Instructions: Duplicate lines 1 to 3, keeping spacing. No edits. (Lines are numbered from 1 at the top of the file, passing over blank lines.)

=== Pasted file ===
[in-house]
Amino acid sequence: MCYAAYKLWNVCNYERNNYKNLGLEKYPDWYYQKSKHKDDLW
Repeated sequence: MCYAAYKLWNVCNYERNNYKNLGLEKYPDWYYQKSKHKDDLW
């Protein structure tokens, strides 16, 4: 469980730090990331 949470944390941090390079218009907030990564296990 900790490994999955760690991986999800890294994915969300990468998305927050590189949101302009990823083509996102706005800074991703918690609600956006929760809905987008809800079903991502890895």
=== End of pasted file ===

[in-house]
Amino acid sequence: MCYAAYKLWNVCNYERNNYKNLGLEKYPDWYYQKSKHKDDLW
Repeated sequence: MCYAAYKLWNVCNYERNNYKNLGLEKYPDWYYQKSKHKDDLW